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Civil Money Penalty Definitions; Technical Amendment

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Food and Drug Administration, HHS.


Final rule; technical amendment.


The Food and Drug Administration (FDA or Agency) is amending a civil money penalty regulation to correct a statutory reference to align the regulations with the Federal Food, Drug, and Cosmetic Act (the FD&C Act) and to ensure accuracy and clarity in the Agency's regulations.


This rule is effective July 25, 2017.

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Jarilyn Dupont, Office of Policy, Food and Drug Administration, 10903 New Hampshire Ave., Bldg. 32, Rm. 4248, Silver Spring, MD 20993-0002, 301-796-4830.

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FDA is amending its regulation at 21 CFR 17.3 to correct a statutory reference to reflect the current citation. FDA is revising § 17.3(a)(1) through (4) by replacing section “333(g)” with section “333(f).” On July 27, 1995, FDA published a final rule establishing hearing procedures for use when FDA proposes the imposition of administrative civil money penalties (60 FR 38612 at 38626). The document was published with a citation to 21 U.S.C. 333(g) (303(g) of the FD&C Act) that subsequently was changed to 21 U.S.C. 333(f) (303(f) of the FD&C Act) by section 226(b)(1) of the Food and Drug Administration Amendments Act of 2007 (Pub. L. 110-85).

Publication of this document constitutes final action on the change under the Administrative Procedure Act (5 U.S.C. 553). This technical amendment is nonsubstantive and merely updates and corrects a statutory reference in the Code of Federal Regulations (CFR) that is no longer current. FDA therefore, for good cause, has determined that notice and public comment are unnecessary under 5 U.S.C. 553(b)(3)(B). Further, this rule places no burden on affected parties for which such parties would need a reasonable time to prepare for the effective date of the rule. Accordingly, FDA, for good cause, has determined this technical amendment to be exempt under 5 U.S.C. 553(d)(3) and that the rule can become effective upon publication.

FDA has determined under 21 CFR 25.30(i) that this final rule is of a type that does not individually or cumulatively have a significant effect on the human environment. Therefore, neither an environmental assessment nor an environmental impact statement is required. In addition, FDA has determined that this final rule contains no collections of information. Therefore, clearance by the Office of Management and Budget under the Paperwork Reduction Act of 1995 (44 U.S.C. 3501-20) is not required.

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List of Subjects in 21 CFR Part 17

  • Administrative practice and procedure
  • Penalties
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Therefore, under the Federal Food, Drug, and Cosmetic Act and under authority delegated to the Commissioner of Food and Drugs, 21 CFR part 17 is amended as follows:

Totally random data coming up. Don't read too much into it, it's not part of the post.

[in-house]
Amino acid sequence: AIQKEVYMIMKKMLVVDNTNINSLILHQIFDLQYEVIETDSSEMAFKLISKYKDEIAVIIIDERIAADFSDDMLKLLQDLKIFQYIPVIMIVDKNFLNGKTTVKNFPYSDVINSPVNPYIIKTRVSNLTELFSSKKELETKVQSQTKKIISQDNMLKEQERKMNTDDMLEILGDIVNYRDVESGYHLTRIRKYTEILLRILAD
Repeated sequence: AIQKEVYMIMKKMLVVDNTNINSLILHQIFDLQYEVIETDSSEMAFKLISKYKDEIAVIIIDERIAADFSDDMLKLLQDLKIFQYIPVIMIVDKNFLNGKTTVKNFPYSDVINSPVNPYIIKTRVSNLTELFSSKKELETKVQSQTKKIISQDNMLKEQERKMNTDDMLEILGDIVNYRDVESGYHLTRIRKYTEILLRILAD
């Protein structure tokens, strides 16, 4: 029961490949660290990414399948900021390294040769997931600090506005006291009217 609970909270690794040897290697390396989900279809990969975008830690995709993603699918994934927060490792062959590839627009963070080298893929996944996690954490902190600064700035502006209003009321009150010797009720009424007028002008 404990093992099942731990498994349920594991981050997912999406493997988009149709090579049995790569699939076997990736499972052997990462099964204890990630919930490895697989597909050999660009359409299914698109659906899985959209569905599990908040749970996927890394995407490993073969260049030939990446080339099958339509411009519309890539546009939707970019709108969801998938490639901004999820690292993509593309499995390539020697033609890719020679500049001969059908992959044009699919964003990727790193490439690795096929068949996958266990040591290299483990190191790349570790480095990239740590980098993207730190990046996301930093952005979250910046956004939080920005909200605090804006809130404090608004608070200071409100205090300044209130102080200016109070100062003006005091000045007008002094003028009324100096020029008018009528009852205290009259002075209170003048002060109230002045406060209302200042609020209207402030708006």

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1. The authority citation for part 17 continues to read as follows:

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Authority: 21 U.S.C. 331, 333, 337, 351, 352, 355, 360, 360c, 360f, 360i, 360j, 371; 42 U.S.C. 262, 263b, 300aa-28; 5 U.S.C. 554, 555, 556, 557.

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2. In § 17.3, paragraph (a) is revised to read as follows:

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(a) For specific acts giving rise to civil money penalty actions brought under 21 U.S.C. 333(f)(1):

(1) Significant departure, for the purpose of interpreting 21 U.S.C. 333(f)(1)(B)(i), means a departure from requirements that is either a single major incident or a series of incidents that collectively are consequential.

(2) Knowing departure, for the purposes of interpreting 21 U.S.C. 333(f)(1)(B)(i), means a departure from a requirement taken:

(i) With actual knowledge that the action is such a departure; or

(ii) In deliberate ignorance of a requirement; or

(ii) In reckless disregard of a requirement.

(3) Minor violations, for the purposes of interpreting 21 U.S.C. 333(f)(1)(B)(ii), means departures from requirements that do not rise to a level of a single major incident or a series of incidents that are collectively consequential.

(4) Defective, for the purposes of interpreting 21 U.S.C. 333(f)(1)(B)(iii), includes any defect in performance, manufacture, construction, components, materials, specifications, design, installation, maintenance, or service of a device, or any defect in mechanical, physical, or chemical properties of a device.

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Dated: July 18, 2017.

Anna K. Abram,

Deputy Commissioner for Policy, Planning, Legislation, and Analysis.

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[FR Doc. 2017-15532 Filed 7-24-17; 8:45 am]